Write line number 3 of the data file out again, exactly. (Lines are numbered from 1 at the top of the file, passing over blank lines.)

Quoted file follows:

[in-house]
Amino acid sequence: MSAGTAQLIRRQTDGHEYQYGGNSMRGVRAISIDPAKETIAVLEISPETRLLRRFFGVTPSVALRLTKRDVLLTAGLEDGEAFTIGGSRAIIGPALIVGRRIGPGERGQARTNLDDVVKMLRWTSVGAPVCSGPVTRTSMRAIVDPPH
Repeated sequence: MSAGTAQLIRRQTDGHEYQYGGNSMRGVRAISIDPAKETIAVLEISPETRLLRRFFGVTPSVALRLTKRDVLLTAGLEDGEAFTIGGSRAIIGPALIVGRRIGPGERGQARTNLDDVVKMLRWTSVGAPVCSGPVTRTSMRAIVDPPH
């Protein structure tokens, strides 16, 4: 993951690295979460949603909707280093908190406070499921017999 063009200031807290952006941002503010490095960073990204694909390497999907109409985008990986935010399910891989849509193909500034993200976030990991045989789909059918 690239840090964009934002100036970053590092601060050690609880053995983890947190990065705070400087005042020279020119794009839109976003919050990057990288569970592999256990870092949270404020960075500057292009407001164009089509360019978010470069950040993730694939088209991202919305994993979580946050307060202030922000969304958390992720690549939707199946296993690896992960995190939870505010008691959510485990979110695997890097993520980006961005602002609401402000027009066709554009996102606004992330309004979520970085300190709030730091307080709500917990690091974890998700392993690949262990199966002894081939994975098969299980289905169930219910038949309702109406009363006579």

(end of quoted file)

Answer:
Repeated sequence: MSAGTAQLIRRQTDGHEYQYGGNSMRGVRAISIDPAKETIAVLEISPETRLLRRFFGVTPSVALRLTKRDVLLTAGLEDGEAFTIGGSRAIIGPALIVGRRIGPGERGQARTNLDDVVKMLRWTSVGAPVCSGPVTRTSMRAIVDPPH